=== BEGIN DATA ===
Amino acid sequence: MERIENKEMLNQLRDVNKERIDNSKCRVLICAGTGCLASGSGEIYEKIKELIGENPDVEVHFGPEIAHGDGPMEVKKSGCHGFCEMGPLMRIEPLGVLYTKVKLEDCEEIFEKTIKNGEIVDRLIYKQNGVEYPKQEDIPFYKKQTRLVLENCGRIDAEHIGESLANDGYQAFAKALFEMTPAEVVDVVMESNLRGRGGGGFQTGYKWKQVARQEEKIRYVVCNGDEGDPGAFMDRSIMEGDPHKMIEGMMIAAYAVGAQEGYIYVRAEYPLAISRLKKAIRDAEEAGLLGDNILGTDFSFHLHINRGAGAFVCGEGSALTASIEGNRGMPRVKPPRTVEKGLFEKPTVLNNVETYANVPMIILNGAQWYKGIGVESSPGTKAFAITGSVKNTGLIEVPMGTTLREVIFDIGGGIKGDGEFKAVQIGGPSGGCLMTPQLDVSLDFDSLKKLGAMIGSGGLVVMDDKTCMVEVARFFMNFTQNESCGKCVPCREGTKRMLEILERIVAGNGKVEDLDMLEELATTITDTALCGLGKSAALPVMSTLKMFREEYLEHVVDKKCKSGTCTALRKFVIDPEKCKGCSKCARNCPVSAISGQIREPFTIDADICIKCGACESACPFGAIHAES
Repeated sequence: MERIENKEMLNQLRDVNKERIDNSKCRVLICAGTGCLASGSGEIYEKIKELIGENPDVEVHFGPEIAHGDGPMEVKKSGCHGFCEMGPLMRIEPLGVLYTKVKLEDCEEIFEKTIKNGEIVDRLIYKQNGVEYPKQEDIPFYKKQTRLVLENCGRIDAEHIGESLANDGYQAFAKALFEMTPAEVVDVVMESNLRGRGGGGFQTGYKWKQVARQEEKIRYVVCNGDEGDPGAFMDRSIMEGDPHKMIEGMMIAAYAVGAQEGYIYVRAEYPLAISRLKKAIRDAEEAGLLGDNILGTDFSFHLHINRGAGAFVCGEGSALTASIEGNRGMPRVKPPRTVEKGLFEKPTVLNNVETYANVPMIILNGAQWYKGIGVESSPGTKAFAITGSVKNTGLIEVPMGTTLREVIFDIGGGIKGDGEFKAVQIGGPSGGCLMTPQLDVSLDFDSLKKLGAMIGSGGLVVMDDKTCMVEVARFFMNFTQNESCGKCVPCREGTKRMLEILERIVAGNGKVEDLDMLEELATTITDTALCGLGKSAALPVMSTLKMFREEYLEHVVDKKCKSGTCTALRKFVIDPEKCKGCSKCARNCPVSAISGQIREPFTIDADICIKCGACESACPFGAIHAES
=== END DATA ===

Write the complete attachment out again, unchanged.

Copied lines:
Amino acid sequence: MERIENKEMLNQLRDVNKERIDNSKCRVLICAGTGCLASGSGEIYEKIKELIGENPDVEVHFGPEIAHGDGPMEVKKSGCHGFCEMGPLMRIEPLGVLYTKVKLEDCEEIFEKTIKNGEIVDRLIYKQNGVEYPKQEDIPFYKKQTRLVLENCGRIDAEHIGESLANDGYQAFAKALFEMTPAEVVDVVMESNLRGRGGGGFQTGYKWKQVARQEEKIRYVVCNGDEGDPGAFMDRSIMEGDPHKMIEGMMIAAYAVGAQEGYIYVRAEYPLAISRLKKAIRDAEEAGLLGDNILGTDFSFHLHINRGAGAFVCGEGSALTASIEGNRGMPRVKPPRTVEKGLFEKPTVLNNVETYANVPMIILNGAQWYKGIGVESSPGTKAFAITGSVKNTGLIEVPMGTTLREVIFDIGGGIKGDGEFKAVQIGGPSGGCLMTPQLDVSLDFDSLKKLGAMIGSGGLVVMDDKTCMVEVARFFMNFTQNESCGKCVPCREGTKRMLEILERIVAGNGKVEDLDMLEELATTITDTALCGLGKSAALPVMSTLKMFREEYLEHVVDKKCKSGTCTALRKFVIDPEKCKGCSKCARNCPVSAISGQIREPFTIDADICIKCGACESACPFGAIHAES
Repeated sequence: MERIENKEMLNQLRDVNKERIDNSKCRVLICAGTGCLASGSGEIYEKIKELIGENPDVEVHFGPEIAHGDGPMEVKKSGCHGFCEMGPLMRIEPLGVLYTKVKLEDCEEIFEKTIKNGEIVDRLIYKQNGVEYPKQEDIPFYKKQTRLVLENCGRIDAEHIGESLANDGYQAFAKALFEMTPAEVVDVVMESNLRGRGGGGFQTGYKWKQVARQEEKIRYVVCNGDEGDPGAFMDRSIMEGDPHKMIEGMMIAAYAVGAQEGYIYVRAEYPLAISRLKKAIRDAEEAGLLGDNILGTDFSFHLHINRGAGAFVCGEGSALTASIEGNRGMPRVKPPRTVEKGLFEKPTVLNNVETYANVPMIILNGAQWYKGIGVESSPGTKAFAITGSVKNTGLIEVPMGTTLREVIFDIGGGIKGDGEFKAVQIGGPSGGCLMTPQLDVSLDFDSLKKLGAMIGSGGLVVMDDKTCMVEVARFFMNFTQNESCGKCVPCREGTKRMLEILERIVAGNGKVEDLDMLEELATTITDTALCGLGKSAALPVMSTLKMFREEYLEHVVDKKCKSGTCTALRKFVIDPEKCKGCSKCARNCPVSAISGQIREPFTIDADICIKCGACESACPFGAIHAES